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Pollster To GOP: Grass Is Greener On The Side Of Pot Legalization

Eric Gay

A Republican-affiliated polling firm is arguing that backing the legalization of marijuana can be a winner for GOP legislators in Harrisburg, where efforts to advance the cause have languished.

In a polling memo composed for the Pennsylvania Cannabis Coalition, Harrisburg-based Harper Polling said that 62 percent of likely voters in Pennsylvania favored the sale of cannabis to adults. The idea won majorities across the ideological spectrum and the state, the poll found, though it was weakest among conservatives and in more rural northern counties. Between two-thirds and three-quarters of likely voters also preferred that the state tax the sale of cannabis “as a way to address the state’s projected budget deficit,” meanwhile, rather than raise other existing taxes on income, sales, and businesses.

Harper has traditionally worked for Republican candidates and causes, and its memo for the coalition focuses on Republican legislators in particular.

“Far from being an electoral drag, supporting adult use cannabis has positive effects for a Republican legislator,” the memo asserts. A third of Republicans polled, it said, “would enthusiastically support” re-electing a legislator who voted in favor of cannabis use for adults. Only 9 percent of GOP voters polled would vote against a legislator on the basis of such a vote.

“Meanwhile, a third of Democrats would be more likely to vote for a Republican legislator who they knew ‘supported controlling, regulating and taxing the sale of adult use cannabis,’” the memo asserts.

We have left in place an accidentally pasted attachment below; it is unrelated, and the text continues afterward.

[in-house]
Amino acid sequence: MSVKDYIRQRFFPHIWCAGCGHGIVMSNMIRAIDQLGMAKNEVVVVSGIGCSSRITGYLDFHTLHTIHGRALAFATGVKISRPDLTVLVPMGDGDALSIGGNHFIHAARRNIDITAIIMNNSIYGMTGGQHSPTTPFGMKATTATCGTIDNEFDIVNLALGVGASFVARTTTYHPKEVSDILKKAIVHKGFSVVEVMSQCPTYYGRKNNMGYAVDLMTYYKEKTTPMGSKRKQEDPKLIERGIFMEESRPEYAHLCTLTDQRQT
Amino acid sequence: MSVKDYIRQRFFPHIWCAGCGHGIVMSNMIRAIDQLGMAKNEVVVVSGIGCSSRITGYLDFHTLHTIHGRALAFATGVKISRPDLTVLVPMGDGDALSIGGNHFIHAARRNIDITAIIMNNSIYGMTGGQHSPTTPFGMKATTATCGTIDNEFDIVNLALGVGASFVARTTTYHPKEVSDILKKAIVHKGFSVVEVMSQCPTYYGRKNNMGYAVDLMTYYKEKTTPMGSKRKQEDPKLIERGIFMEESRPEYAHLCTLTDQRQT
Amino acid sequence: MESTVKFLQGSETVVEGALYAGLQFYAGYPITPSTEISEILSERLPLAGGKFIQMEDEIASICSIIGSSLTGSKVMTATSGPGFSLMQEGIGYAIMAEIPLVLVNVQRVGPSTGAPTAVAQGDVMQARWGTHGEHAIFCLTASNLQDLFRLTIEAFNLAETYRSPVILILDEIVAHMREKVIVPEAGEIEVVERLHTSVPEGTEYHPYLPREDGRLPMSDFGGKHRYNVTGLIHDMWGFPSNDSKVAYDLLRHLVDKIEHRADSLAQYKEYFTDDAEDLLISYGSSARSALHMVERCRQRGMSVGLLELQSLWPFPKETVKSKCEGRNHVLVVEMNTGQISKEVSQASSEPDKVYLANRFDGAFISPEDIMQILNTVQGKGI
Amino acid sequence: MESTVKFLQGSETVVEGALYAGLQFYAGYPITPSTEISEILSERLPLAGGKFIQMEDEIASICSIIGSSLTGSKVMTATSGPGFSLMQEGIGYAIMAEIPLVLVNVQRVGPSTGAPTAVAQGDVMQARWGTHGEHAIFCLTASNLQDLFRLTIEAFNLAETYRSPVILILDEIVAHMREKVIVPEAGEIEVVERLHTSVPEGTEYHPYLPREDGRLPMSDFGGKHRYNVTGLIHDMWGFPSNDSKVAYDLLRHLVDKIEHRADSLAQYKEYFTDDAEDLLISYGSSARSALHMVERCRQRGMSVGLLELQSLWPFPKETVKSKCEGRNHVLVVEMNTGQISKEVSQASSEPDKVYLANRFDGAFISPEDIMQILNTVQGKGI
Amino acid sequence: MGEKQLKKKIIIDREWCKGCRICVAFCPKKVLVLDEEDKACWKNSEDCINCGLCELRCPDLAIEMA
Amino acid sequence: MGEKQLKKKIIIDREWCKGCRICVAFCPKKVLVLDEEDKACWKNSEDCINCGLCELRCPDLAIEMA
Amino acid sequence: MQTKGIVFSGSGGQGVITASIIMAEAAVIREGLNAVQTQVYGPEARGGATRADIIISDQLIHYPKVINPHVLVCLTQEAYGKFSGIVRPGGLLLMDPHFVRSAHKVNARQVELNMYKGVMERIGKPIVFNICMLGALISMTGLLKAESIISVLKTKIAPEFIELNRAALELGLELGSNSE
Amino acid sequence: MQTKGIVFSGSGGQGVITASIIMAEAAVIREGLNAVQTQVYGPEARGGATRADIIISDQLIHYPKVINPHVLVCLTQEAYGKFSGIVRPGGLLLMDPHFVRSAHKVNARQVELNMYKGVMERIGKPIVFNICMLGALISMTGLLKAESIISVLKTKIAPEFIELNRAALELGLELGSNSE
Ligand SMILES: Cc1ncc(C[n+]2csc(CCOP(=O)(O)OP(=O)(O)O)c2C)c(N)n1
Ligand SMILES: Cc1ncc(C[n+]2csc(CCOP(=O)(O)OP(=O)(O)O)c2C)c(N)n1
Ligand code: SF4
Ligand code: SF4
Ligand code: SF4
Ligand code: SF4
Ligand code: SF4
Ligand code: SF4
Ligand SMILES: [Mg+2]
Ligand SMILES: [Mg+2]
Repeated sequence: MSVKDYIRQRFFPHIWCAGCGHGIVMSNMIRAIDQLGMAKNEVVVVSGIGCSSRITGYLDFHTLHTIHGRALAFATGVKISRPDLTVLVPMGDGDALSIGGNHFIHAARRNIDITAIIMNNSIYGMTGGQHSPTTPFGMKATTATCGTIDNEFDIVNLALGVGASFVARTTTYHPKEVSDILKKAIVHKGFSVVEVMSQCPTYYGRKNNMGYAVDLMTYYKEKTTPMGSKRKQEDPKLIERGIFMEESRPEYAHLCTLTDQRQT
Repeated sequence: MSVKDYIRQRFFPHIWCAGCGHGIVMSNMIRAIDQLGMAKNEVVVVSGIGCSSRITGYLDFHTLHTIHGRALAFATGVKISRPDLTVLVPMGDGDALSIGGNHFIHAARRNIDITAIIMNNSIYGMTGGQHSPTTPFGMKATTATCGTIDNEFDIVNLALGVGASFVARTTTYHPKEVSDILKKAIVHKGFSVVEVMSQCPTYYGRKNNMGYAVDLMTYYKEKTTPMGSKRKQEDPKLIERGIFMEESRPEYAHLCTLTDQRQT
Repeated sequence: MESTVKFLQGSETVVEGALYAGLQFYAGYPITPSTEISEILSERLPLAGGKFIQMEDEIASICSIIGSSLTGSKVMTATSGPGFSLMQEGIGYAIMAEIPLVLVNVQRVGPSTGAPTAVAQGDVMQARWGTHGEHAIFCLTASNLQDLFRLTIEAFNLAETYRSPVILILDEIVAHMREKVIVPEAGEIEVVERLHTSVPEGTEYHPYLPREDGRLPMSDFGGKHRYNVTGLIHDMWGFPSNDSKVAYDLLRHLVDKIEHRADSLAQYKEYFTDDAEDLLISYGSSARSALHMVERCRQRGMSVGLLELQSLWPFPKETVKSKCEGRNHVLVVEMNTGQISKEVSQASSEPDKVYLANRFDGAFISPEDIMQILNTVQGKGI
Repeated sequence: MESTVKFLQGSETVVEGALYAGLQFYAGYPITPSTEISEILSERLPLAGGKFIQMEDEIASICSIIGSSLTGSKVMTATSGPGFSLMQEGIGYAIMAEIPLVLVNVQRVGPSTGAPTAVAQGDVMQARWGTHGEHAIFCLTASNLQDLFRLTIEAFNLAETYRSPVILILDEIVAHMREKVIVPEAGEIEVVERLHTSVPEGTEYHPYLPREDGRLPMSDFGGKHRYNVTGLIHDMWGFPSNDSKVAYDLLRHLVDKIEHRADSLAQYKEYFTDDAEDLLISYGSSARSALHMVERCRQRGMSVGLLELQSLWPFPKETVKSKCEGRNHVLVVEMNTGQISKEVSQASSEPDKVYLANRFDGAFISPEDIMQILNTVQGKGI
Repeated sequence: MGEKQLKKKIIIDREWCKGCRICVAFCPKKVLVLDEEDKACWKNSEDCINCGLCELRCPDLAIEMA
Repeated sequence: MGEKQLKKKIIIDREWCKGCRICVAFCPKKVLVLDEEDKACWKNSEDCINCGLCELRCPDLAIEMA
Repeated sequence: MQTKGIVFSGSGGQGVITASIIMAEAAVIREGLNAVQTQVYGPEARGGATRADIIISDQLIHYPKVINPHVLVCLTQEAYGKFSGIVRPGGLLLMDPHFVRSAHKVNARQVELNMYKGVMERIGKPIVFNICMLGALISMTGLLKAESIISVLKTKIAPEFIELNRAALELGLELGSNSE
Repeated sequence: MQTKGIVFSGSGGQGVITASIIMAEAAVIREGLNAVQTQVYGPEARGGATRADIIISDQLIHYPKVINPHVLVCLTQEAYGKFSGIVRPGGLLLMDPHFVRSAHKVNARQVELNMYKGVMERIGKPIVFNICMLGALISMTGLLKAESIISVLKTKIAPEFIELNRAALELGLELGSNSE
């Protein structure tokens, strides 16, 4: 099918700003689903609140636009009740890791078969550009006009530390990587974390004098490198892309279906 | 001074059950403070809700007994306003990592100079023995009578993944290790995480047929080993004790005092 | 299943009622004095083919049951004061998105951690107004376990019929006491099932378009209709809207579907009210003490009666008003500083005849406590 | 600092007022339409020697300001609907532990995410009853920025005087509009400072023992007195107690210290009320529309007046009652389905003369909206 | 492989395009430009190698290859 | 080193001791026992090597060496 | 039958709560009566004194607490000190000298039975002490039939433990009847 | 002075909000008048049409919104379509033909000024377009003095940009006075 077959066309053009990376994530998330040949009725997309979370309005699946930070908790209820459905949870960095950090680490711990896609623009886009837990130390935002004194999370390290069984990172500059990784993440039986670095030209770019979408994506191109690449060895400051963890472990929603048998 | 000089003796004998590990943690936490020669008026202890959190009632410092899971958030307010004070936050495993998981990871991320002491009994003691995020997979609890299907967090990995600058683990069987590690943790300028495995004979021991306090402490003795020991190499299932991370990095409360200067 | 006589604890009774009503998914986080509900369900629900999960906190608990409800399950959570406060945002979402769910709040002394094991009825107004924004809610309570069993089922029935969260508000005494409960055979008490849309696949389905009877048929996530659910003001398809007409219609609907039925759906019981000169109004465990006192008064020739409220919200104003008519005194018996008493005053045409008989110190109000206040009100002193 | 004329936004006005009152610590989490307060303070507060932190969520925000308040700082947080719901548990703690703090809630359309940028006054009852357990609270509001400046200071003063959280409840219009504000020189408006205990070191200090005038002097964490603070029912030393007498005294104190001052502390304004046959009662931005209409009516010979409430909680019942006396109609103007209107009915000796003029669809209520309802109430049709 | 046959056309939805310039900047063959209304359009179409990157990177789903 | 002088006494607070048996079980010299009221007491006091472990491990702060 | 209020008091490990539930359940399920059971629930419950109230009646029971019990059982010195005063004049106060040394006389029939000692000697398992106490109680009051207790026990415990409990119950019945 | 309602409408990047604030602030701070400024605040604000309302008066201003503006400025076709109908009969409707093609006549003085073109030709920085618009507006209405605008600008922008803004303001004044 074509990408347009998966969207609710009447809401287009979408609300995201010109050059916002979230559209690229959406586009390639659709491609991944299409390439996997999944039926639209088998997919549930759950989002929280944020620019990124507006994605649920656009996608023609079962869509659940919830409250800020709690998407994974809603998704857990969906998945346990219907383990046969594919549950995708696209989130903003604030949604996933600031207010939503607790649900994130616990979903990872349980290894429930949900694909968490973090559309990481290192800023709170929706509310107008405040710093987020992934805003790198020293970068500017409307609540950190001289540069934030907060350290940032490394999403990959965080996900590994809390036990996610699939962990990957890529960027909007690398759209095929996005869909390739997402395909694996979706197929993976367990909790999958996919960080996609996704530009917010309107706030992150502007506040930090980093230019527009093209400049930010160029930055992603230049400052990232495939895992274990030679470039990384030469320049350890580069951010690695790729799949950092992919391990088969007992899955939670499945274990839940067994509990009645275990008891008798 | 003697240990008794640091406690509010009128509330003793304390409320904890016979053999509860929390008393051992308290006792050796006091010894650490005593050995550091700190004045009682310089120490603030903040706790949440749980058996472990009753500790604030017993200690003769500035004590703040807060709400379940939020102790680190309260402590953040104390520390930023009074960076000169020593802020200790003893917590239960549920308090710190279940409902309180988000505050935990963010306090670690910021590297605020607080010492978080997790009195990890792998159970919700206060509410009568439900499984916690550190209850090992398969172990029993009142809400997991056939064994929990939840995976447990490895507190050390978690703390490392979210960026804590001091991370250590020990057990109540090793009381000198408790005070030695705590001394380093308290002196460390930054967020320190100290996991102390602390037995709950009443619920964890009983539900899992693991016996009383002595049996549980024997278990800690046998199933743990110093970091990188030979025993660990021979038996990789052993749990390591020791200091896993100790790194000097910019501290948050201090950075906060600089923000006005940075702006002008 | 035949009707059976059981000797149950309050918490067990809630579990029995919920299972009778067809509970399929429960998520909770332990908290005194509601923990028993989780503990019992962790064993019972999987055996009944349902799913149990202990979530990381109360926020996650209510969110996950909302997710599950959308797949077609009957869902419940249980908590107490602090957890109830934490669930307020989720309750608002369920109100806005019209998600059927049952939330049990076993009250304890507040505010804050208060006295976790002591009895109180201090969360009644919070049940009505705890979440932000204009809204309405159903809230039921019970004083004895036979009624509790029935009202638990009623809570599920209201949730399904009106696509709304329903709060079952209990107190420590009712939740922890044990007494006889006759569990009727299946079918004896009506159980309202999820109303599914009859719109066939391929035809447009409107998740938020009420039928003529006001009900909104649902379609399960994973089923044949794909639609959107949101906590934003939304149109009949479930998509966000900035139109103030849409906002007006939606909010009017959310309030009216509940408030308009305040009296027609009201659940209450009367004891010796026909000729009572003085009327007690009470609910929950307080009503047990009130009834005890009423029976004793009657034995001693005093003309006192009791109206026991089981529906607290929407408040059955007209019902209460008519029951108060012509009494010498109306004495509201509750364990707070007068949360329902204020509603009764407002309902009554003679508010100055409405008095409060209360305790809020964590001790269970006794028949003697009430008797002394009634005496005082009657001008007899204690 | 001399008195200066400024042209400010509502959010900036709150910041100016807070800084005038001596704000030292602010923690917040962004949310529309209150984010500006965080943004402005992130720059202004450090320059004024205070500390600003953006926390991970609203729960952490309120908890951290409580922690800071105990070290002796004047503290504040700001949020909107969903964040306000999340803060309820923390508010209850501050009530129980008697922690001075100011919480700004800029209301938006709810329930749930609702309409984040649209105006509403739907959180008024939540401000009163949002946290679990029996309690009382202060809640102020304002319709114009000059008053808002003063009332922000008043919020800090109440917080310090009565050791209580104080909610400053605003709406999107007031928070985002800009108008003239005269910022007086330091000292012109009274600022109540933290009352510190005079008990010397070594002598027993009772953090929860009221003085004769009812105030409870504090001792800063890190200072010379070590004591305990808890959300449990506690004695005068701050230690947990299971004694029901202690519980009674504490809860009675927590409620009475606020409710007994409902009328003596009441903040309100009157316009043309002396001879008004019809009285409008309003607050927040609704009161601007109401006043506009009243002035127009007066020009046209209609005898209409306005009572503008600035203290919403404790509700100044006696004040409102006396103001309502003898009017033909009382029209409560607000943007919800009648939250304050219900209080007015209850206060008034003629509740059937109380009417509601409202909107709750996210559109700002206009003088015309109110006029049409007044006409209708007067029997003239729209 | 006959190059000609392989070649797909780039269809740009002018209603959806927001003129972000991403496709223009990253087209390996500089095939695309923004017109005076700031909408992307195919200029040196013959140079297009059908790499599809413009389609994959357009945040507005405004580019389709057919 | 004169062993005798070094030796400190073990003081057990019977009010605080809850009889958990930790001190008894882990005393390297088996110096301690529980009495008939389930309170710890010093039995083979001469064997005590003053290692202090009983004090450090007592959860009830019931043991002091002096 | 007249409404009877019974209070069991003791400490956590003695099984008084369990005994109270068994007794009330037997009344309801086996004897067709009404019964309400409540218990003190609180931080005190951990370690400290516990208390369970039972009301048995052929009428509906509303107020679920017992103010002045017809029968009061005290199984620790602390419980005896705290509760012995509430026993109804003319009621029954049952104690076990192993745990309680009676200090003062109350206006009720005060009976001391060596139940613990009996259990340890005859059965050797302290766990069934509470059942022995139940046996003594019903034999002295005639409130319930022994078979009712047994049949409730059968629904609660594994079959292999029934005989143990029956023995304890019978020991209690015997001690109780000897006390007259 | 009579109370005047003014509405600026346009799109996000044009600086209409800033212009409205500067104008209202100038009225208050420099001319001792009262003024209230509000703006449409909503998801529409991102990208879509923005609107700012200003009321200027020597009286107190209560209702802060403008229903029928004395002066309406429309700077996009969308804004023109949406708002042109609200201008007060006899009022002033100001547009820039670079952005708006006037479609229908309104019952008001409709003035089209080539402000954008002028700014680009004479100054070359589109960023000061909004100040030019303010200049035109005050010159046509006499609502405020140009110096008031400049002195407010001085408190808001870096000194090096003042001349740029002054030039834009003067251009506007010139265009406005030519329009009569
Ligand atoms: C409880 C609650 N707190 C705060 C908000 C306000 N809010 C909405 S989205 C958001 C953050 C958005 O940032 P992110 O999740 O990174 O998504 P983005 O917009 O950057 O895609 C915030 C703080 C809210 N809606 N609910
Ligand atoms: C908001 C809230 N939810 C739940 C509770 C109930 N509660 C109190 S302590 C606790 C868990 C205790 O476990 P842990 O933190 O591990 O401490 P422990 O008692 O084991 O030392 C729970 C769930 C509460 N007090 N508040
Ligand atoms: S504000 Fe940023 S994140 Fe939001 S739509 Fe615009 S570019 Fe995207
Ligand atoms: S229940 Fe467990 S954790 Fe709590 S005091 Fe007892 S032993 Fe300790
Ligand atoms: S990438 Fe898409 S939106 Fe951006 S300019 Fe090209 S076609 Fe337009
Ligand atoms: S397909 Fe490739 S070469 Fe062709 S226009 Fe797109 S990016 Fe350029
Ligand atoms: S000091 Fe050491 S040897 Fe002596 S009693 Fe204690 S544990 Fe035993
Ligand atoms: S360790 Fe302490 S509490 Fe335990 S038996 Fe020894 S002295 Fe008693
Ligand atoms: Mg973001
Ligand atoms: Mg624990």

Legalization was especially popular among younger voters of both parties, the memo said.

Another area of bipartisan agreement: Voters polled preferred that cannabis not be sold through state-controlled liquor stores, 58 percent of Republicans and 57 percent of Democrats agreed. (The poll was conducted between April 21 and April 26, a time when liquor stores have been closed to in-person shopping and complaints have been rife about the accessibility of its remote-purchasing procedures.)

The poll surveyed 644 likely voters in the state and had a margin of error slightly less than 4 percent. While it was compiled for an organization that backs access to marijuana, other surveys have also shown a clear majority of residents support legalization. And as the state faces a budget crisis stemming from the coronavirus, the memo lands at a time when alternatives to tax hikes and spending cuts may be especially attractive.

Bills to permit the sale have gained little traction in the state legislature, which is controlled by Republicans. Legislation proposed in the House and Senate has idled since last fall. A new measure introduced in March by Pittsburgh state Rep. Jake Wheatley, House Bill 2050, is currently in the House Health Committee.

Nearly three decades after leaving home for college, Chris Potter now lives four miles from the house he grew up in -- a testament either to the charm of the South Hills or to a simple lack of ambition. In the intervening years, Potter held a variety of jobs, including asbestos abatement engineer and ice-cream truck driver. He has also worked for a number of local media outlets, only some of which then went out of business. After serving as the editor of Pittsburgh City Paper for a decade, he covered politics and government at the Pittsburgh Post-Gazette. He has won some awards during the course of his quarter-century journalistic career, but then even a blind squirrel sometimes digs up an acorn.